Europa League incoming: the players who can use it to make the step-up

Tonight the final qualifying games for the Europa League take place, and tomorrow there’ll be one of those interminable UEFA draws with that insufferable baldy prick waffling on about football’s values and all that nonsense, but at the end of it we’ll find out who we’re going to play as our European campaign starts.

One of the questions we had on the Arsecast Extra this week was about how Unai Emery would approach these games – particularly in the group stages. As he’s trying to implement his new style, might it be a case that he uses these fixtures to get his ‘first team’ more attuned to what he wants, or will it be like last season under Arsene Wenger when he played youngsters and players on the fringes of the first team?

I suspect it’ll be the latter, because he needs to use his squad over the course of a long season, and he also needs to make sure that as and when he needs to make changes for the Premier League he’s got players who understand what he wants from them, and who are ready to play. He’s got to keep them involved, to give them playing time to keep them happy – because every player wants to play – and to attempt to create an environment whereby performances are taken into account when he’s picking his team.

So, if you play well in the Europa League and your weekend counterpart isn’t really doing the business, it gives the manager something to think about. Right now, if he were to pick a team for a European game, it might look something like:

Leno, Lichtsteiner, Holding, Mavropanos, AN OTHER, Elneny, Guendouzi, Ozil, Welbeck, Iwobi, Lacazette.

I include Ozil because that’s a difficult position to fill outside of him and Ramsey right now, and there’s obviously a bit of an issue at left-back. He could play Monreal, but as he’s the only senior player in that position, it’d be a bit of a risk. Whether we’ve got someone coming through the ranks to make the step up I’m not quite sure.

People would watch our central defensive pairing closely as worries about the more senior partnership abound. Of course it’s just been three games for Mustafi and Sokratis and there’s obviously scope for improvement, but if either of the younger guys starts to push them hard for a place in the side then I’m all for it.

Guendouzi and Maitland-Niles, when fit again, provide the youthful interest in midfield, while further forward it’s all on Eddie Nketiah and what he can produce given that Reiss Nelson, who would certainly have featured, looks set to join Hoffenheim on loan – as discussed yesterday. Even he’ll probably be behind Lacazette as long as the Frenchman remains on the bench for the Premier League games, but he is pushing for inclusion so that might not be an issue when our first Europa League game comes around.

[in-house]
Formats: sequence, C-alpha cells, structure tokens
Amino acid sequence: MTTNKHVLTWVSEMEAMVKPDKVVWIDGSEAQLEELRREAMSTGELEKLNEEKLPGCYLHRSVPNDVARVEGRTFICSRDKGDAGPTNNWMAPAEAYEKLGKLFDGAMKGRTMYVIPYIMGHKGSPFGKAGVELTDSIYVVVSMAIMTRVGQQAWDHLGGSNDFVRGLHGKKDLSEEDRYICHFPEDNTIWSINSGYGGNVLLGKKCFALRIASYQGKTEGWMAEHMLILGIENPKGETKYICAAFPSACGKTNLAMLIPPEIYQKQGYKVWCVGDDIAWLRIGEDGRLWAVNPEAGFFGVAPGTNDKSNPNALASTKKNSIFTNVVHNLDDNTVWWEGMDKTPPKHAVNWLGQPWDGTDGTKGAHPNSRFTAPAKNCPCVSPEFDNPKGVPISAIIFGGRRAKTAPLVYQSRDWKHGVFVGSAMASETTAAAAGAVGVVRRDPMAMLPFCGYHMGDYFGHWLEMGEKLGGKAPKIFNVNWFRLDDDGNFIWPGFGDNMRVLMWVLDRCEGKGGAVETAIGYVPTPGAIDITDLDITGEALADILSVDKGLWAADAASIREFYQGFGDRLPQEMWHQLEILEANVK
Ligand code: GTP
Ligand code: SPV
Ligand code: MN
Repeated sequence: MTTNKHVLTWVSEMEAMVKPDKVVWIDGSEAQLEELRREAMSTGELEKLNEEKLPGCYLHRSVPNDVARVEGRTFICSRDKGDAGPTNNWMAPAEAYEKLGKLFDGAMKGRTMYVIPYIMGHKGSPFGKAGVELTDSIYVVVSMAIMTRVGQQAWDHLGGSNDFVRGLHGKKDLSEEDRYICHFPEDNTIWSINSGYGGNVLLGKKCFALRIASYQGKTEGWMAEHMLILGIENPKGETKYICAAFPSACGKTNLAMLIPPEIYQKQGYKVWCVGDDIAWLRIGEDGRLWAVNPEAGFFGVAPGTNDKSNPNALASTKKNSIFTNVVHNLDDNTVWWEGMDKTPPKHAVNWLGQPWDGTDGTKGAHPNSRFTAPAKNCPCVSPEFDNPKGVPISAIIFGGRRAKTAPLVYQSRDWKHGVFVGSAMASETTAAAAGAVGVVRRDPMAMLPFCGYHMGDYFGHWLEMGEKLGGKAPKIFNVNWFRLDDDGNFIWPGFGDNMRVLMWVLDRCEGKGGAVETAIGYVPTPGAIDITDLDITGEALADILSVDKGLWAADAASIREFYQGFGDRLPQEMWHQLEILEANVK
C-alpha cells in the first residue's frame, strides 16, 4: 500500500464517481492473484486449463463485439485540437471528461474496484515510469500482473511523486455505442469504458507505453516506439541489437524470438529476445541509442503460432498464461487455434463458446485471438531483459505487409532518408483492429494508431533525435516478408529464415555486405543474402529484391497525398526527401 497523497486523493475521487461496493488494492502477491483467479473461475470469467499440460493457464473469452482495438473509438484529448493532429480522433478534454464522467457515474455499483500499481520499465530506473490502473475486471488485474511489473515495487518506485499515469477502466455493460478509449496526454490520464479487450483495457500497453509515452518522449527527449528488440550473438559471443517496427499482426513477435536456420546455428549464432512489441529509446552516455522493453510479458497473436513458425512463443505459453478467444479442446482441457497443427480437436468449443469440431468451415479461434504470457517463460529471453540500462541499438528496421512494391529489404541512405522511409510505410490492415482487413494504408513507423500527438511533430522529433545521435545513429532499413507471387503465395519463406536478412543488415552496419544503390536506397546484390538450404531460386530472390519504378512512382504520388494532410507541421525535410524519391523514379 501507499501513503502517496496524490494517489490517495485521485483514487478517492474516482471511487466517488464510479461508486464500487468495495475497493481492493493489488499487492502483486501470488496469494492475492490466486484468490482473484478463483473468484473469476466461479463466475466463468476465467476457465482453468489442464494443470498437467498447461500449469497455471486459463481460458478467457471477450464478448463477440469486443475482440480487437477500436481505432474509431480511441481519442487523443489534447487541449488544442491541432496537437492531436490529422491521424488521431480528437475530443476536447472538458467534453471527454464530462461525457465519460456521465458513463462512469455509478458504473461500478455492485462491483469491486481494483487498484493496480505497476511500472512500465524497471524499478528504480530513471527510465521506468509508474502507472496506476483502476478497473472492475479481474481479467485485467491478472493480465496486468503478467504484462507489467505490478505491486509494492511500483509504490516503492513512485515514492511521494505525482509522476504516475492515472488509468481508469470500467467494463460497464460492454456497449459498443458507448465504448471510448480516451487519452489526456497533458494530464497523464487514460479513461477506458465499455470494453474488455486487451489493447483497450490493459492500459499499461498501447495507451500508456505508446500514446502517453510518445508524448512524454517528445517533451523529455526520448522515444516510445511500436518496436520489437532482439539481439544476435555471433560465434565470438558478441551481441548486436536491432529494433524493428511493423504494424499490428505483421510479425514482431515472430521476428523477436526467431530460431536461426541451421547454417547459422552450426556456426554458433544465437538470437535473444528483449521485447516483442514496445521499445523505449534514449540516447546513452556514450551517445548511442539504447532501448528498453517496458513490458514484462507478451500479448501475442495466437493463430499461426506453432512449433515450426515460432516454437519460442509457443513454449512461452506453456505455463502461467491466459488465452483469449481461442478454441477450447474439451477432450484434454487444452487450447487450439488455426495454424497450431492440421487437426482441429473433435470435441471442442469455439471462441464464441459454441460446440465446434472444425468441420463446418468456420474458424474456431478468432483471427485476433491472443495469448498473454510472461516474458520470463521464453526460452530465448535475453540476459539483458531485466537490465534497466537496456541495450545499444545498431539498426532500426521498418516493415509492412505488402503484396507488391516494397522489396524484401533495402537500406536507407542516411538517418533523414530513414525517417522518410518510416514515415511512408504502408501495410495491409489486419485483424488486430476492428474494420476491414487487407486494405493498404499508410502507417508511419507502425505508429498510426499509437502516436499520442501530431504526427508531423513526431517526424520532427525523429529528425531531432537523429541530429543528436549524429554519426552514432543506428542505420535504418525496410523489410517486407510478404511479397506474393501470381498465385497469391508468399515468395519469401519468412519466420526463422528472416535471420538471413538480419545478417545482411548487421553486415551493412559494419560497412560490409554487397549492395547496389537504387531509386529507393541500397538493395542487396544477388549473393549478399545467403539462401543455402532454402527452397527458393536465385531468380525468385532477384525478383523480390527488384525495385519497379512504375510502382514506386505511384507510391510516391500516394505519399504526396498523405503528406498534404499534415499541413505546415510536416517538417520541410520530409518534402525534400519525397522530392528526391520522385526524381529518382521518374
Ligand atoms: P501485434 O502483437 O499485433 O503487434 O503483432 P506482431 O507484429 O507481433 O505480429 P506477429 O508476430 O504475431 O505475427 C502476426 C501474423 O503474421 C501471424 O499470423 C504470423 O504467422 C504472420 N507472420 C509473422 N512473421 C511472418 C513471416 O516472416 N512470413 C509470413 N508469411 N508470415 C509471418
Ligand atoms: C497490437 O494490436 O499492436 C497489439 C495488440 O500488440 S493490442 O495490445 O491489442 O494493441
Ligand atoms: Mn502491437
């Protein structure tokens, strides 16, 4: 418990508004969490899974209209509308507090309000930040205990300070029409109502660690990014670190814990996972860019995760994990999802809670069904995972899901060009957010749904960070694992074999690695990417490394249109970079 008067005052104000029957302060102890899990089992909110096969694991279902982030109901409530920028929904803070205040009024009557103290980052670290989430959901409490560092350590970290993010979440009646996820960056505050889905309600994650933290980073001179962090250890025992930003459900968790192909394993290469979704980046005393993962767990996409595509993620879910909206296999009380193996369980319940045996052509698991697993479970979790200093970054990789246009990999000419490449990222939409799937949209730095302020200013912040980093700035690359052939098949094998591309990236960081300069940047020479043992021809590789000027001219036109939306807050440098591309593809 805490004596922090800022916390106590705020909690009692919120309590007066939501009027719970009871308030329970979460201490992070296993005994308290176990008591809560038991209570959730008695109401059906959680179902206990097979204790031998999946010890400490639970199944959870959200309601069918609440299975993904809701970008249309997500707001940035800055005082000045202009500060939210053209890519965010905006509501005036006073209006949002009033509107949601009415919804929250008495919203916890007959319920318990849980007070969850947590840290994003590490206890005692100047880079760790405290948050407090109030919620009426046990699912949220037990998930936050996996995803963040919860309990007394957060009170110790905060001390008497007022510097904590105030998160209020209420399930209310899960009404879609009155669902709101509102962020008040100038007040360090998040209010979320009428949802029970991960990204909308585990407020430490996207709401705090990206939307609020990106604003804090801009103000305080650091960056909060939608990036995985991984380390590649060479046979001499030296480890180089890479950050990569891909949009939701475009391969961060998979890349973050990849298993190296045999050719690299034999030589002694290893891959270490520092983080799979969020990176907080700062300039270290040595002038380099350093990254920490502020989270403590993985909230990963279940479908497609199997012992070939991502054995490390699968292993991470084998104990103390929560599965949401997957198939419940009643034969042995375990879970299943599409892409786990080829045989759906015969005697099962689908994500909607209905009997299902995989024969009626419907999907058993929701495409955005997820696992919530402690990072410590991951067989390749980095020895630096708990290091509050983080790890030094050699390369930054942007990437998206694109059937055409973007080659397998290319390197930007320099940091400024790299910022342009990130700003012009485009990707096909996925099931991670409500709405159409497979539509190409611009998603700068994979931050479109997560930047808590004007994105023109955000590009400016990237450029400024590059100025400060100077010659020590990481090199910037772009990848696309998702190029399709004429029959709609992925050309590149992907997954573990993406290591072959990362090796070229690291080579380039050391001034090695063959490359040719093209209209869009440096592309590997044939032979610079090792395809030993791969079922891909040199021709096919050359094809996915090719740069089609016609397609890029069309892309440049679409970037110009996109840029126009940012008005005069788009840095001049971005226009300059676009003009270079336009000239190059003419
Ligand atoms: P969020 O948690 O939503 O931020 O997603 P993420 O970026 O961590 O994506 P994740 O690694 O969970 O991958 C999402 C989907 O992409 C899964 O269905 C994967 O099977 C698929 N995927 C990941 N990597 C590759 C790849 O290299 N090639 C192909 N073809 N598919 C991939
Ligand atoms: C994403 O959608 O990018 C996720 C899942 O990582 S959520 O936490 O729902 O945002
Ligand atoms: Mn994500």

Then, there’s the goalkeeper, Bernd Leno. I do wonder how he’s feeling having been one of the club’s biggest signings this summer. At £22.5m he was, for a brief period, one of the most expensive keepers of all time until Liverpool and Chelsea spent absolute fortunes on Alisson and Arrizabalaga, and he must have come to the club thinking he was likely to start as first choice.

Few clubs spend that amount of money on a player to warm the bench, and given Petr Cech’s indifferent campaign last time around, his expectation was probably widely shared among the Arsenal fanbase. However, in assessing his goalkeepers during pre-season, Emery plumped for Cech – in spite of the fact that his passing out from the back style is better suited to Leno.

In fairness to Cech, he wasn’t the only one who looked uncomfortable with it against Man City, a team who are experts in the high press, but in the two games since his distribution hasn’t really been an issue or caused us any problems. Even so, it suggests that when it comes to all the other parts of the goalkeeping job, Emery sees Cech as superior at this moment in time. Whether it’s a worry or not we can’t say right now.

Personally, I think it’s a little odd that a 26 year old goalkeeper with 300+ games under his belt and international caps for Germany might need to be – as some suggested – eased into action to spare him lest his confidence be sapped by two difficult opening games. If Emery is prepared to throw in a 19 year old midfielder with barely any top flight experience, it shows he’s willing to pick the players he thinks are best suited for the job he wants them to do, regardless of experience.

The German seems sanguine enough at the moment, ready to bide his time:

I am convinced that my change was the right decision. I’m not crazy. It may take a few weeks or months, but my time here will come.

His time will surely come in the Europa League when fixtures there begin next month, and this will be his chance to show what he can do – albeit against relatively inferior opposition. Which isn’t to say he can’t impress. David Ospina had that chance last season and didn’t do much to change his reputation, but the former Bayer Leverkeusen man will hopefully perform to a standard that sees him put pressure on Cech when it comes to the Premier League.

Anyway, we’ll find out more tomorrow about our European campaign. For today, if you fancy winning a pair of VIP tickets to Arsenal Legends v Real Madrid Legends, check out the competition here.

That’s it from me, back tomorrow with an Arsecast and much more.